AUGUSTA – Training Maine’s older workers, making state business regulations more consistent and integrating immigrants into the work force are among the strategies in a report aimed at improving the state’s economic fortunes.

Laurie Lachance, president and CEO of the Maine Development Foundation, and Dana Connors, president of the Maine State Chamber of Commerce, presented “Making Maine Work” on Wednesday to state officials, business leaders and others in Augusta.

The report outlines the Maine’s business community’s priorities for the state’s next governor and Legislature. It is based on surveys of about 1,100 Maine businesses.

Businesses believe health care and energy costs, high taxes and transportation issues are stifling economic development in Maine.

Lachance said Maine’s demographics mean the state must get creative to increase worker productivity and per-capita income.

“We have to fully engage older workers and value every single person who lives in Maine,” she said. “We have to find a way to educate older workers. It’s got to be a strategy, though, that we live — not just give lip service to.”

Along those lines, communities also need to better encourage the integration of Maine’s immigrant populations in the work force.

“We have to help them help us grow,” she said.

The report also offered strategies for keeping health care costs from rising so quickly.

In the 1990s, Maine’s health care costs as a percentage of gross domestic product were close to the national average. 2004, they amounted to 20 percent of Maine’s GDP — the national average was 13 percent.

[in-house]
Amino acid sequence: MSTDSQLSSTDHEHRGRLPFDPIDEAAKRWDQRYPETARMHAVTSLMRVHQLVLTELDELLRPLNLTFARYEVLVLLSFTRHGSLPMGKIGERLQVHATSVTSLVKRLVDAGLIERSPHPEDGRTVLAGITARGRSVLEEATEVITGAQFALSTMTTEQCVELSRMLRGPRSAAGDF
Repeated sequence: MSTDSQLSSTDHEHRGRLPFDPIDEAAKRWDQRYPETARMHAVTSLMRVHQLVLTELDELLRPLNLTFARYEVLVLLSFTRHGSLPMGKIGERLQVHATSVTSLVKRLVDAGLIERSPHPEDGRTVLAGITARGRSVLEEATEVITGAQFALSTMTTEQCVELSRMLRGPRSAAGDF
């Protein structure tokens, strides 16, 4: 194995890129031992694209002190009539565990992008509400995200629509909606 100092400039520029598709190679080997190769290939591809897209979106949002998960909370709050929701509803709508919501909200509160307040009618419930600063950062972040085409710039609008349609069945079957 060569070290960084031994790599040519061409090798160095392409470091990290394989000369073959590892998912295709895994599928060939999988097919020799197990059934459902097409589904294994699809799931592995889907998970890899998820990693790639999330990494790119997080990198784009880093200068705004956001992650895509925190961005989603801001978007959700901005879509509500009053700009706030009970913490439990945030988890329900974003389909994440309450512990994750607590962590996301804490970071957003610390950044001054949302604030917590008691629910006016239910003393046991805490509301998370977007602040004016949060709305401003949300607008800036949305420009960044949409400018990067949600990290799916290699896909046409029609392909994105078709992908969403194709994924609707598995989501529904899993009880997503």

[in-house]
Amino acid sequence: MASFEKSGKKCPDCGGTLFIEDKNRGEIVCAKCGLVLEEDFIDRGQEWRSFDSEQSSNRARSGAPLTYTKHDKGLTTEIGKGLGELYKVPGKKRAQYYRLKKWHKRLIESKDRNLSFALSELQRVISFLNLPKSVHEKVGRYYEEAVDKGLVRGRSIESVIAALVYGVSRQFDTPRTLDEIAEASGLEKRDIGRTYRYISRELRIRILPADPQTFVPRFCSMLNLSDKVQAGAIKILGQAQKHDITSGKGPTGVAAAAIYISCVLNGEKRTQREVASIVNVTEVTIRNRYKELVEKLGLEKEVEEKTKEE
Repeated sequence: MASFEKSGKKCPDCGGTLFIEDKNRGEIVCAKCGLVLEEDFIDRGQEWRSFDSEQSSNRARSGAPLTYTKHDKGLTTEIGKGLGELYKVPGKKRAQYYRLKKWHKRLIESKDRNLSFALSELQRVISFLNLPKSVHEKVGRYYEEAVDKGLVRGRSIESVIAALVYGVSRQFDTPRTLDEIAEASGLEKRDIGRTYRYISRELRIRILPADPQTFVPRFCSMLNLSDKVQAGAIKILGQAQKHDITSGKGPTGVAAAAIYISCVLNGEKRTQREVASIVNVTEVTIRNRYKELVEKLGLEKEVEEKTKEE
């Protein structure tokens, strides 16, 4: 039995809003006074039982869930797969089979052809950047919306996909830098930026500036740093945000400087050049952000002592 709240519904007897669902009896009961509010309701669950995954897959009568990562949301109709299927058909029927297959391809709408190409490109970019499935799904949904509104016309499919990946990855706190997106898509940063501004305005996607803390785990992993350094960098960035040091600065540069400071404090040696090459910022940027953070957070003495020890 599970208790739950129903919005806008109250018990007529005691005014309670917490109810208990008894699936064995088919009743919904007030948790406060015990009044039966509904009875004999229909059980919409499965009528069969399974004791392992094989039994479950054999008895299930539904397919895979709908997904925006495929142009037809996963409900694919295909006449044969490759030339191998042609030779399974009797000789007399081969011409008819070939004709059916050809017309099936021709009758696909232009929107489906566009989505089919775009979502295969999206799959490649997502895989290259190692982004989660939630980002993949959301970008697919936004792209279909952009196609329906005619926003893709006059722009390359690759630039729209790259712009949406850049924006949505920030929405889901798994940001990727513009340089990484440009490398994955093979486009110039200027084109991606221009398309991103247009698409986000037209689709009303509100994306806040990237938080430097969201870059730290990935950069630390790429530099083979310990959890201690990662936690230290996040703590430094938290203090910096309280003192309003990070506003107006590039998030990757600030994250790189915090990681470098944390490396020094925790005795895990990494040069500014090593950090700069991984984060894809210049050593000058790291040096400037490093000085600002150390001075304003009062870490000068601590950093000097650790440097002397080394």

“We’ve been on a different path,” Lachance said.

Taking advantage of wellness programs, maximizing the state’s purchasing power and encouraging clinic visits rather than emergency care could reduce costs, she said.

The report also recommends building a liquefied natural gas terminal in Washington County, negotiating contracts with Canadian electricity suppliers and developing new energy sources, from biofuels to wind and tidal power.

Maine continues to rely too much on fossil fuels, she said: More than 80 percent of Maine homes are heated by oil and more than 85 percent of all freight is carried by trucks, she said. Maine’s electricity costs are 60 percent higher than the national average.

“When those prices fluctuate, we feel it,” Lachance said.

Maine’s tax burden — particularly the state income tax — should be lowered, the report says.

Businesses don’t necessarily believe state regulations are too strong, Lechance said, but they are seen as too inconsistent.

“Don’t change the rules every time we turn around,” Lachance said.

She also said the state needs to work harder to make the regulatory process more efficient.

“Leadership really sets the tone on this,” she said.

MaineToday Media State House Writer Rebekah Metzler can be contacted at 620-7016 or at:

[email protected]